BERLIN: Advertisers in Germany could change their digital priorities in the next five years, with mobile and online video gaining ground as paid search and banner ads fall back, a survey of senior executives has found.

BVDW, the trade body, polled representatives of 26 leading media agencies, all of which perceived paid search as playing an important role today, versus just 80% expecting it to be so in five years' time. These totals hit 96% and 60% in turn for online banners.

Social media ads posted 72% and 68% respectively on these metrics. Affiliate advertising yielded the greatest decline, however. It is now regarded as key by 80% of executives, but only 24% see it retaining this status.

By contrast, online video saw an improvement from 92% to 100% on this measure. Mobile is currently integral for 64% of contributors, whereas 96% predicted it would hold this position in five years' time.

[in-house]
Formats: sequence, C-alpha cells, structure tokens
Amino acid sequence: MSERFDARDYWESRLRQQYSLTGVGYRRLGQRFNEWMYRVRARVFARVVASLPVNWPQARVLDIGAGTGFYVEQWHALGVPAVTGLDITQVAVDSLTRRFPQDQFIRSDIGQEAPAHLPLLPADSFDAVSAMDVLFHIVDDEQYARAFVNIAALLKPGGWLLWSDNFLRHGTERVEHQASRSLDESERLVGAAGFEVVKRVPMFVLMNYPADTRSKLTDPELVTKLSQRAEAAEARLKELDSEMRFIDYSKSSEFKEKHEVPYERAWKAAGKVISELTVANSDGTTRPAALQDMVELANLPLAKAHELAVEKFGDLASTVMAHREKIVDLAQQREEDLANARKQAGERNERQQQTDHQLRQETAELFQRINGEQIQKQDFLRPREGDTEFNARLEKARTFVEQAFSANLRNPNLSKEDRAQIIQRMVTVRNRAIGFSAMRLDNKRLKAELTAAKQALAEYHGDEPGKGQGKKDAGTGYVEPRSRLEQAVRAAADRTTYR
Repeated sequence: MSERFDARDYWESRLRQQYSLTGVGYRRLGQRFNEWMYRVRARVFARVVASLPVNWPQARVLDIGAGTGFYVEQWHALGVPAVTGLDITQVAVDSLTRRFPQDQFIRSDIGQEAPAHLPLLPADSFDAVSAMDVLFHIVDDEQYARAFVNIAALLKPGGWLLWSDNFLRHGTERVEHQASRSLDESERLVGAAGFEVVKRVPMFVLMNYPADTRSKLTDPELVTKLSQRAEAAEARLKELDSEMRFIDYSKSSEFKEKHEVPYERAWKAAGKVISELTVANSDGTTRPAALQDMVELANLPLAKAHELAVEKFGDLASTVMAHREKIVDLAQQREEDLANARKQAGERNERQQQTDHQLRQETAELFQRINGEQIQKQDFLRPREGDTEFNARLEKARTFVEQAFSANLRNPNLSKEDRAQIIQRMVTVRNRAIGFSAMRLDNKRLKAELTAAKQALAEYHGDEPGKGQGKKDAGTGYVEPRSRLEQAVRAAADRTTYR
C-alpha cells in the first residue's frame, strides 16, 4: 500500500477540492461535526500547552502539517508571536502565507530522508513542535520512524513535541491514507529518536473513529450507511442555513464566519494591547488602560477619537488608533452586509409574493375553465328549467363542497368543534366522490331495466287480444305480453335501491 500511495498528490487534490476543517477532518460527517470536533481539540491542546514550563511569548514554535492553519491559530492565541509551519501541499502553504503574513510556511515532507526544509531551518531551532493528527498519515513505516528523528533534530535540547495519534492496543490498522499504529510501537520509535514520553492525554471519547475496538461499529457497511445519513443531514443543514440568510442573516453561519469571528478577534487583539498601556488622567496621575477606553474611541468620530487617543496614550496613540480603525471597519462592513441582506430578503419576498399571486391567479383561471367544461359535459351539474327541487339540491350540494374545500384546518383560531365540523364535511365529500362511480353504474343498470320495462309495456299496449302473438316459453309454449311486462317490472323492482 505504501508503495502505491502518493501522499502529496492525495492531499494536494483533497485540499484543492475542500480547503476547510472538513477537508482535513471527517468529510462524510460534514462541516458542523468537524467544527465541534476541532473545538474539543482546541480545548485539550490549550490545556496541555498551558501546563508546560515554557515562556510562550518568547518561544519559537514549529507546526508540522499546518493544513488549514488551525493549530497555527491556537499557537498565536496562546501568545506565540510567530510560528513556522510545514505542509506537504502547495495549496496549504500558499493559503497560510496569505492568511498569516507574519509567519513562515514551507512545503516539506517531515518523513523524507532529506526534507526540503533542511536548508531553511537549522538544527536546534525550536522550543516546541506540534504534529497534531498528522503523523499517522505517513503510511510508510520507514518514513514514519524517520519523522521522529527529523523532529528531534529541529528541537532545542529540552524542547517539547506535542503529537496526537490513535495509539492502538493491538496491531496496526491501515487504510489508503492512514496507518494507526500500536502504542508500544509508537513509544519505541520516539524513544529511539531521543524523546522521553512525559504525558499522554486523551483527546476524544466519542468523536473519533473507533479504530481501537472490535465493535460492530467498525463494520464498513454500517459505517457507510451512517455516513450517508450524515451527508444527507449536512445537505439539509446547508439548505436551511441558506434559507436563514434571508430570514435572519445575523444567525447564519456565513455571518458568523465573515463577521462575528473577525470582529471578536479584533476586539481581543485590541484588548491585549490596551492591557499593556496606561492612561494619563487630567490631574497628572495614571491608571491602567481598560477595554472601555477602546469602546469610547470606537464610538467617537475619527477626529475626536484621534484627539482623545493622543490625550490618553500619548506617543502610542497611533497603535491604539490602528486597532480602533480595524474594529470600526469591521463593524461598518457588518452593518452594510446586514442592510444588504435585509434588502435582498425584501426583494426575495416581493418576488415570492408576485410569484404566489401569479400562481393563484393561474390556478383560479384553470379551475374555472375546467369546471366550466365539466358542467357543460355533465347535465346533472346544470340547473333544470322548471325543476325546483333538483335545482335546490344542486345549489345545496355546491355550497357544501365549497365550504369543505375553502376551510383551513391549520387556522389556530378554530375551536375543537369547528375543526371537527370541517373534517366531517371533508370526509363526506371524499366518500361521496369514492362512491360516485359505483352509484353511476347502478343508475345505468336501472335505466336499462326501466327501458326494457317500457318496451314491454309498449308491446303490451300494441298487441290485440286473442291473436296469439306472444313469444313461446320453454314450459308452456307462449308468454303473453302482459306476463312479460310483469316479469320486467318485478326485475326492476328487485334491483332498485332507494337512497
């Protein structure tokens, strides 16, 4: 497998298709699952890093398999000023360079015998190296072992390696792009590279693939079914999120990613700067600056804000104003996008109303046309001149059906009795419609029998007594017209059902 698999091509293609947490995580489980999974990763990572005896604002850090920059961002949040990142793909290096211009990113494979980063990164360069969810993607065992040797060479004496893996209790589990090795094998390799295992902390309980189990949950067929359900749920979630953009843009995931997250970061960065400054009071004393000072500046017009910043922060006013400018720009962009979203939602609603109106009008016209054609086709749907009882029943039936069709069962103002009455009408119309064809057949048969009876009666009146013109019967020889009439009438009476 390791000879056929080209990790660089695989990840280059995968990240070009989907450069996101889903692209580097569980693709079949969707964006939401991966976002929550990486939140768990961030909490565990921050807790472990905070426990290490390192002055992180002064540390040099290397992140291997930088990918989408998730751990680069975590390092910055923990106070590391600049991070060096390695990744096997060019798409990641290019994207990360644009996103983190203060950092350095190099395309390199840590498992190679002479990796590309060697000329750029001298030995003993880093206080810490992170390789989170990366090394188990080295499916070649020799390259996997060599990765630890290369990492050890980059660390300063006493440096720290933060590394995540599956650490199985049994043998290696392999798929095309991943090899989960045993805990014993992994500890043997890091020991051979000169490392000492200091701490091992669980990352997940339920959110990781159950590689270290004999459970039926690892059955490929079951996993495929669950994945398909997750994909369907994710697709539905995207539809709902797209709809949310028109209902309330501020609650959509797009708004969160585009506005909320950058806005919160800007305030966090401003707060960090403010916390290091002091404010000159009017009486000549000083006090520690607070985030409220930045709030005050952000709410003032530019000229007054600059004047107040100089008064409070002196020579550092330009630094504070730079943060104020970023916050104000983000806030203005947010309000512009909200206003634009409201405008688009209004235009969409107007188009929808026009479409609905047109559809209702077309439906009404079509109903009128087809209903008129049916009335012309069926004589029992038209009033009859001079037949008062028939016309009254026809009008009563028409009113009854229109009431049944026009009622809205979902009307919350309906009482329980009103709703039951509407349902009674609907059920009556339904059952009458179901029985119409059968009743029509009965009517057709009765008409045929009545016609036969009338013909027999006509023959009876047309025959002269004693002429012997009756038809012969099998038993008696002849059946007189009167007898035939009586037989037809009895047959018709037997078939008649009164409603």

In reflection of evolving attitudes in this area, 92% of interviewees thought online campaigns to enhance brand image would be vital by the end of this period, up from 76% at present. Performance-driven campaigns were unchanged here, on 92%.

Elsewhere, all of the panel agreed that smart or web-connected TVs were viewed as important future channels, but just 80% thought they held immediate potential.

Mobile apps were perceived as offering meaningful opportunities today by 72% of participants, and 88% expected their status to rise. These figures reached 8.7% and 39.1% for in-game ads.

The broader areas considered to be of interest in 2012 included targeting, on 100%, and customer journey tracking, on 96%, the same score as establishing "currencies" to value online consumers and ads.

On average, the internet ad market was anticipated to grow by 13% in 2012. Last year, the sample stated this channel would expand by 14%, compared with an actual lift of 18%. Overall, BVDW's respondents have proved too conservative in four of the last five years.

Among the core categories set to drive growth were retail, toiletries and cosmetics, alongside healthcare and pharmaceuticals.

Data sourced from BVDW; additional content by Warc staff